The vineyard,  planted in 1979, now grows cabernet sauvignon, merlot, syrah, chardonnay and sauvignon blanc, and Farella is thinking about budding a small block to malbec.

Most of the fruit is sold to 14 clients, including such prestigious labels as Far Niente, Lail Vineyards, Honig Vineyard, Pahlmeyer, Robert Keenan Winery, Realm Cellars and Luna Vineyards. “We work with the individual wineries” in growing to their specifications, Farella said, “and most contracts are by a handshake.” Specific areas and rows within the vineyard are designated for clients, and “sometimes we’ll have six or seven winemakers in the vineyard (at harvest time).”

In 1985 Frank Farella built a small winery and Tom began to make wine under the Farella-Park label. They outgrew the facilities and in 1997 they constructed a larger winery which they now occupy. In addition to the 1,200 cases per year produced under the Farella-Park label, four custom crush clients also make wine there. Farella also makes wine for Georg Rafael, a business associate of his father and a partner in the winery facility, under the Domain Georg Rafael label.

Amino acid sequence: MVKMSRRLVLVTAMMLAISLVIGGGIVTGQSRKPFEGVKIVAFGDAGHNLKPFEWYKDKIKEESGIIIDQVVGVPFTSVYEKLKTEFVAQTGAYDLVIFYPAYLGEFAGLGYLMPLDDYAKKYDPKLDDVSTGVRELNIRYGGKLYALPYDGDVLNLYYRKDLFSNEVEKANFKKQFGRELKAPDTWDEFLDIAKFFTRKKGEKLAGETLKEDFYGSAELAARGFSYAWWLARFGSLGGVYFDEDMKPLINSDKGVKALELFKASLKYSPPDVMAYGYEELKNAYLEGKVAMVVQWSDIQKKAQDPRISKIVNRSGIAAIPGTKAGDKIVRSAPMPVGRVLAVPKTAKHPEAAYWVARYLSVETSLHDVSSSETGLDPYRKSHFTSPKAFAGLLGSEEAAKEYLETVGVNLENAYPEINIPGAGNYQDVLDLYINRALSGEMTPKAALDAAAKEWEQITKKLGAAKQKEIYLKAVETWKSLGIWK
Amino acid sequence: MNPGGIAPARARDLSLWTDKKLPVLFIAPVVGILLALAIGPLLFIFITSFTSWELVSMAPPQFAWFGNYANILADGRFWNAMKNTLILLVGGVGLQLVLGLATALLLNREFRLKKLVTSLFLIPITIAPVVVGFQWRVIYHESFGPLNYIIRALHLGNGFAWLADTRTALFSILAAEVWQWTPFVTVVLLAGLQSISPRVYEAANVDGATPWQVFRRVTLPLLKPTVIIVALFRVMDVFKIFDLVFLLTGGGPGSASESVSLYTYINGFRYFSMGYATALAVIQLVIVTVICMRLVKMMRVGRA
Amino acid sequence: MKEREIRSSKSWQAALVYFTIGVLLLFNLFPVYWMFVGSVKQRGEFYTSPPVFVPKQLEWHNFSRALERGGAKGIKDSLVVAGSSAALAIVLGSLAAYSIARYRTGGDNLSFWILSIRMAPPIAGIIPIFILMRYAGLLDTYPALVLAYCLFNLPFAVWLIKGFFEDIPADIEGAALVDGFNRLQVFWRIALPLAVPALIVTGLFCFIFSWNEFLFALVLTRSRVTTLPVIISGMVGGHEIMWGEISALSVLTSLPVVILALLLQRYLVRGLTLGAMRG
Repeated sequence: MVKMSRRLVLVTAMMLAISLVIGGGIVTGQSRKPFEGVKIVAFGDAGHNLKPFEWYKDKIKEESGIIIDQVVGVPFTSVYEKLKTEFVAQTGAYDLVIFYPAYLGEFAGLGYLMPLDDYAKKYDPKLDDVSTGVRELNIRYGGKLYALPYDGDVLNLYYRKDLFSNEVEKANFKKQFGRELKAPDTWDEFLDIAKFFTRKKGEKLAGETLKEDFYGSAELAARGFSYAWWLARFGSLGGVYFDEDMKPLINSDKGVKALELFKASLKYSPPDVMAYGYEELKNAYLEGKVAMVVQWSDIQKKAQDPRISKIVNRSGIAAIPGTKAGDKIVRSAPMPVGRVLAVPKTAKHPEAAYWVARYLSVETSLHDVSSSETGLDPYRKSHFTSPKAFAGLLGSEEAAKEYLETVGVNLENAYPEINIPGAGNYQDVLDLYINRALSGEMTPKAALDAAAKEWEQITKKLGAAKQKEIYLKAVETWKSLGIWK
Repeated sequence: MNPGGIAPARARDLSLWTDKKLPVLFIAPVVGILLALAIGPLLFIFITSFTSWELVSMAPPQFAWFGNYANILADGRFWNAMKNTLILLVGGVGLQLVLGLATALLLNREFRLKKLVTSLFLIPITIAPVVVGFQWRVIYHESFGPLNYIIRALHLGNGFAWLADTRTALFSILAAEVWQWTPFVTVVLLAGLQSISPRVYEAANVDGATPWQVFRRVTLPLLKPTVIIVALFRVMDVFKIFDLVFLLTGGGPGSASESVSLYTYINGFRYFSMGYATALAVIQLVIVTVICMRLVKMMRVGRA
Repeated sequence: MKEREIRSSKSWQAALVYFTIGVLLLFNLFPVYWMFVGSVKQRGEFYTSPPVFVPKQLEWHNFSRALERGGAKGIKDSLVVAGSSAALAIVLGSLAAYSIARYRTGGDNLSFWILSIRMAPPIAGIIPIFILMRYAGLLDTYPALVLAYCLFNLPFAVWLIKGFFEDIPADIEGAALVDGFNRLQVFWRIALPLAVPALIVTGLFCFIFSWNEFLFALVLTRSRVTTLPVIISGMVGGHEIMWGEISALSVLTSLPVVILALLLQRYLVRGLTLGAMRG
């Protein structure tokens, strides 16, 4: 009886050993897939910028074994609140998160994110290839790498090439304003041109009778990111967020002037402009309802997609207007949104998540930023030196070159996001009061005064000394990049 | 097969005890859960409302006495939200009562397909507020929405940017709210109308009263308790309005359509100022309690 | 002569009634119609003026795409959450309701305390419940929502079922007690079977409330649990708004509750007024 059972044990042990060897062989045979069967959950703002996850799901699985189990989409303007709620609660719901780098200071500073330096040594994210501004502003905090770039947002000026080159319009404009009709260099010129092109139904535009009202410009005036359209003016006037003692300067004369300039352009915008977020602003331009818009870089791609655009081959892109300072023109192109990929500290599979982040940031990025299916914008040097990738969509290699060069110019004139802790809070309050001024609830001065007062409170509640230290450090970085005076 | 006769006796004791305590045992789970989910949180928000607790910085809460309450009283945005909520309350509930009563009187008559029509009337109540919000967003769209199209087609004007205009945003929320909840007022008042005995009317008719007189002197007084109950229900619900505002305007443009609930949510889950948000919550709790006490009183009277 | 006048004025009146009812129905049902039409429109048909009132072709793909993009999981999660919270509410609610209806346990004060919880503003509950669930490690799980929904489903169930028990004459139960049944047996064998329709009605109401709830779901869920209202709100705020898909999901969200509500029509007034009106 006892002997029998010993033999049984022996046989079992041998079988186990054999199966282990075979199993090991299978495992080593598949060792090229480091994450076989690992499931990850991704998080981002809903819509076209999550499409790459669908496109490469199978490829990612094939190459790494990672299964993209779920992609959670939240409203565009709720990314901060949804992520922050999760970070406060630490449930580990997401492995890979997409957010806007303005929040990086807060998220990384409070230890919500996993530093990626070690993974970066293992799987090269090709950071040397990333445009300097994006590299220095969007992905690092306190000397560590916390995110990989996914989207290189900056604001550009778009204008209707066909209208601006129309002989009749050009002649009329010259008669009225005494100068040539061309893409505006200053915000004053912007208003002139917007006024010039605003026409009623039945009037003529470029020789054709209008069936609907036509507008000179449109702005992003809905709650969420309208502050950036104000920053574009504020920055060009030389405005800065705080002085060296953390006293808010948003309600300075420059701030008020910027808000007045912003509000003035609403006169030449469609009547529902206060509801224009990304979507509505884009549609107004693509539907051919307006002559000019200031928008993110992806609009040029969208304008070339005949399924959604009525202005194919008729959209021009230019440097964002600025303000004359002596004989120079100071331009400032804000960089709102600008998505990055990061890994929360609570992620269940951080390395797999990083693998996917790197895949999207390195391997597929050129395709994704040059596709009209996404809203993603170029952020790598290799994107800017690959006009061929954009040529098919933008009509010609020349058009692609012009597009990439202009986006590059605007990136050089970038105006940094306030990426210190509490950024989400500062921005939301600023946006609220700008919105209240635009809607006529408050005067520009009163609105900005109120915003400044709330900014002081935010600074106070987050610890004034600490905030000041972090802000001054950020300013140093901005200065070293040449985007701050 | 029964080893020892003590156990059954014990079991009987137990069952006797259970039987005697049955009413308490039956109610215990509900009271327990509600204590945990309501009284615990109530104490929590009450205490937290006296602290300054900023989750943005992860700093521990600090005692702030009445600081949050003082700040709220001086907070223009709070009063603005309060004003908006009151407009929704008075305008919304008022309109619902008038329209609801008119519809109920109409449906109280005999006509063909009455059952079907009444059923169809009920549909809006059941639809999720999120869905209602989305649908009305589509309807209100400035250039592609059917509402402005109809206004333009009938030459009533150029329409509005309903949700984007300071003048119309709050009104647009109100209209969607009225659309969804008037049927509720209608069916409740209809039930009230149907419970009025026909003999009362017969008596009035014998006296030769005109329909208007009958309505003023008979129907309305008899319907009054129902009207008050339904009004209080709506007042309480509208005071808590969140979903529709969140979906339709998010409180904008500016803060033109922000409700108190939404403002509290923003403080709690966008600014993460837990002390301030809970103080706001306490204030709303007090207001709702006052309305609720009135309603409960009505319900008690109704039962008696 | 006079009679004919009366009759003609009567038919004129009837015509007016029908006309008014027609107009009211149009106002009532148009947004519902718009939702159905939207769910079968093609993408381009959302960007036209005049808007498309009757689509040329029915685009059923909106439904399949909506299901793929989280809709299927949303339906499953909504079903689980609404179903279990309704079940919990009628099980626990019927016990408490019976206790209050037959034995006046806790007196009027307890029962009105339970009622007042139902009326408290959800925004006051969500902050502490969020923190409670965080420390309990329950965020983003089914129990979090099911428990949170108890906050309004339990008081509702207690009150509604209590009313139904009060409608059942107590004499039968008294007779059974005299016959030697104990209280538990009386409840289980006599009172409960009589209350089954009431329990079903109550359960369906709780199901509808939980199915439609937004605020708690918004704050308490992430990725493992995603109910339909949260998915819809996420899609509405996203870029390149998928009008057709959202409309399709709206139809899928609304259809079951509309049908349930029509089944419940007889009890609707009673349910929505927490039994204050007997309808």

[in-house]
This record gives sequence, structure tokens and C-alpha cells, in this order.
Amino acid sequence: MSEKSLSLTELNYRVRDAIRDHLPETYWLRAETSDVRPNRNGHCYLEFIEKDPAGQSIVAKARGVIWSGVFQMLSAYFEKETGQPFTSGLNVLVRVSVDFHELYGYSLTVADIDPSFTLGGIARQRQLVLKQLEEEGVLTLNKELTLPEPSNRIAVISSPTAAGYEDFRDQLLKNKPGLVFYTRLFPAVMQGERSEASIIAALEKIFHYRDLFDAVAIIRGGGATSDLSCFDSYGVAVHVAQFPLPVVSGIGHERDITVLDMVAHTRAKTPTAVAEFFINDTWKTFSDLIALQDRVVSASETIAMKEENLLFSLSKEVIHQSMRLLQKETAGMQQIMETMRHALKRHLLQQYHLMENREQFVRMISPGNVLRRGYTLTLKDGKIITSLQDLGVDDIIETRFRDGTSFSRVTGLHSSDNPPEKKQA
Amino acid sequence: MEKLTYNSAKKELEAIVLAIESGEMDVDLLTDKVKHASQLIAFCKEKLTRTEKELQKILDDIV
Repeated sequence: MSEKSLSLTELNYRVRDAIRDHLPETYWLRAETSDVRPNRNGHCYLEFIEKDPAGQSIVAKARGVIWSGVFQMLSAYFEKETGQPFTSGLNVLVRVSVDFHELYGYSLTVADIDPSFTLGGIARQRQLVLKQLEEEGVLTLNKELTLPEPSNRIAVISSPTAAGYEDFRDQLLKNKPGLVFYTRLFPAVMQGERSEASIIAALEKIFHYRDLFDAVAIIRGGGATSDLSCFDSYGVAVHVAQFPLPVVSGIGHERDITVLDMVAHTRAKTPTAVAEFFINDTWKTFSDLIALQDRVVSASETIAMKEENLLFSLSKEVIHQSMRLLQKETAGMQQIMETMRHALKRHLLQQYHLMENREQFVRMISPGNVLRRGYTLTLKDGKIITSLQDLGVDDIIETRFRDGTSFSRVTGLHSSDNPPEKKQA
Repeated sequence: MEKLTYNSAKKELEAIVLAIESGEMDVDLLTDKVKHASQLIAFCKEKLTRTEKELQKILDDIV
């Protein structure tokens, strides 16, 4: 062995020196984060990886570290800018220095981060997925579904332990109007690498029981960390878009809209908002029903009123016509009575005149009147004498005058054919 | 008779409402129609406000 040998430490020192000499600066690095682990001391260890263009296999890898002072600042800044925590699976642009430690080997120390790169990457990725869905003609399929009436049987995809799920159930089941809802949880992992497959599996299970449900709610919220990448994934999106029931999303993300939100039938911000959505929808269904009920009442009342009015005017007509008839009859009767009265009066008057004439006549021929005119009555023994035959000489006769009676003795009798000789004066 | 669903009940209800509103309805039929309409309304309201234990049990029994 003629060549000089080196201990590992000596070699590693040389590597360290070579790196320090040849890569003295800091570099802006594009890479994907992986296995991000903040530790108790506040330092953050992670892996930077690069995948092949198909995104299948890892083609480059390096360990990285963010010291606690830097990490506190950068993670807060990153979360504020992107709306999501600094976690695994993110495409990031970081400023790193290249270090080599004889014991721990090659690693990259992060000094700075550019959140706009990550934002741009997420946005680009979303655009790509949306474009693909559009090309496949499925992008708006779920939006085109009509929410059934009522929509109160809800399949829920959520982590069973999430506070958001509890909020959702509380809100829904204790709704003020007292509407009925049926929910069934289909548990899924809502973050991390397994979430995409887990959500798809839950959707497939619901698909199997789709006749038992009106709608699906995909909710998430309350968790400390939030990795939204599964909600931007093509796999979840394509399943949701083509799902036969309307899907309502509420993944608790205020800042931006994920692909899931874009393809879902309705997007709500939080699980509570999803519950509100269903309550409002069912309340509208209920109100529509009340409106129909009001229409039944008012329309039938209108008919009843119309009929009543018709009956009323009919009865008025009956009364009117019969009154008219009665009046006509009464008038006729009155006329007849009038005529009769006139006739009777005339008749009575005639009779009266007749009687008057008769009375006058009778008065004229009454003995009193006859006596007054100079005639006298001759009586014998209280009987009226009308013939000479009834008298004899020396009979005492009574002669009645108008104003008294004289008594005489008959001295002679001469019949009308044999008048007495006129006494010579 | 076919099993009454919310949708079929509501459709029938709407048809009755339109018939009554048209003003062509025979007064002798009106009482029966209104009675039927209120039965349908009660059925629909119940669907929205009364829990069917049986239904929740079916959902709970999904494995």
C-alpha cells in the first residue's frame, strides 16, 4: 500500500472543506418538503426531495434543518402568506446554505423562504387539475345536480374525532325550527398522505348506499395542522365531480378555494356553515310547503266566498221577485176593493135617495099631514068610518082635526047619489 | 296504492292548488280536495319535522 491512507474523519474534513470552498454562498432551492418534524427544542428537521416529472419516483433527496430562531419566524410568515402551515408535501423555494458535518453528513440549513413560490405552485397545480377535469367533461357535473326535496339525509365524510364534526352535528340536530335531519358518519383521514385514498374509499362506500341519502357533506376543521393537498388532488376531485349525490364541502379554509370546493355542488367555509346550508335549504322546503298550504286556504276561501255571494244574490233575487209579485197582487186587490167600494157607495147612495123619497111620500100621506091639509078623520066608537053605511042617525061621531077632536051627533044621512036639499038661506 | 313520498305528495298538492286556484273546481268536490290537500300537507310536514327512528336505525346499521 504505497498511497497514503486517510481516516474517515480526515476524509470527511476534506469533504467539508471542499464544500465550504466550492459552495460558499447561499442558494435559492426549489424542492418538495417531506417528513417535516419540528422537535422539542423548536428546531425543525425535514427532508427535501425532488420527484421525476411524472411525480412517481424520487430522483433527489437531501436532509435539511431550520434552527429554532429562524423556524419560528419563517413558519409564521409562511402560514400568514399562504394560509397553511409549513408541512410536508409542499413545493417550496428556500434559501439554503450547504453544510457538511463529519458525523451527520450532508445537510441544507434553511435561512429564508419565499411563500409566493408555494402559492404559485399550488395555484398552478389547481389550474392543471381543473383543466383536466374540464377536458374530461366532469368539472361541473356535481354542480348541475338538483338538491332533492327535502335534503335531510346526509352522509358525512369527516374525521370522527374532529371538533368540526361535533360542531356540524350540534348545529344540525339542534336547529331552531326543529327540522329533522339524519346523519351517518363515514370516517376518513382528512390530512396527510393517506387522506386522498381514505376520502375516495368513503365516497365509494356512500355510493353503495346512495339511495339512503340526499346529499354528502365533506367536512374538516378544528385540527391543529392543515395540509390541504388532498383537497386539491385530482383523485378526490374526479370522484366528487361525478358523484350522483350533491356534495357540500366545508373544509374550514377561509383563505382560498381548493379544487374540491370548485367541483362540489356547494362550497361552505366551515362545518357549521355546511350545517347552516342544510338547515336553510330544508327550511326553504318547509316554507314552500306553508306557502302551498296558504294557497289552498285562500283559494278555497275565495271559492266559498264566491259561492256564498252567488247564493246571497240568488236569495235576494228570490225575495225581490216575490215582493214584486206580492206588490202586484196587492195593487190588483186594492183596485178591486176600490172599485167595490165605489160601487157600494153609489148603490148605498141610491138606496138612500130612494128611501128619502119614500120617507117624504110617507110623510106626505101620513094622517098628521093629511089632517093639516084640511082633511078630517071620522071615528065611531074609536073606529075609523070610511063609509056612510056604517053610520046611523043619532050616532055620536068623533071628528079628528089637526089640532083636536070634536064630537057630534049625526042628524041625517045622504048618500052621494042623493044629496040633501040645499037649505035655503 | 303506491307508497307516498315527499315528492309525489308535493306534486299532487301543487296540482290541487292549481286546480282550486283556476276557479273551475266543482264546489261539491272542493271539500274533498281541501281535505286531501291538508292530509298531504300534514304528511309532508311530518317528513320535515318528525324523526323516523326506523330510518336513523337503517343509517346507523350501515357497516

Interest is inherited

Tom may have inherited his interest in and knowledge of wine. Frank became interested in wine in the ’60s, about the time his career began to take off, Tom said, but he set aside his passion for wine to concentrate on his legal practice. Frank is a principal in Farella, Martel & Braun, a prestigious law firm in San Francisco, and has represented numerous wine industry clients, including Robert Mondavi.

When Tom was 12, his family traveled to Europe. “I already knew about wine,” Tom said. “I was exposed to it — the Italian influence, you know.” The family visited some of the top chateaux in France, and Tom said, “my mom made us kids keep journals, and later she found mine. My writing was dry until we got to Burgundy. I used descriptive phrases, like talking about the lees. That’s a strange subject for a 12-year-old kid. But I always was a science nerd as a kid.”

That was a profound experience, he said, and later in his career he worked in Burgundy. “I have a love of Burgundy,” he said, although he does not produce any Burgundy-style wines for himself. He does make some pinot noir for Mary Elke, of Elke Vineyards, a neighbor in Coombsville, from her vineyard in Anderson Valley in Mendocino County.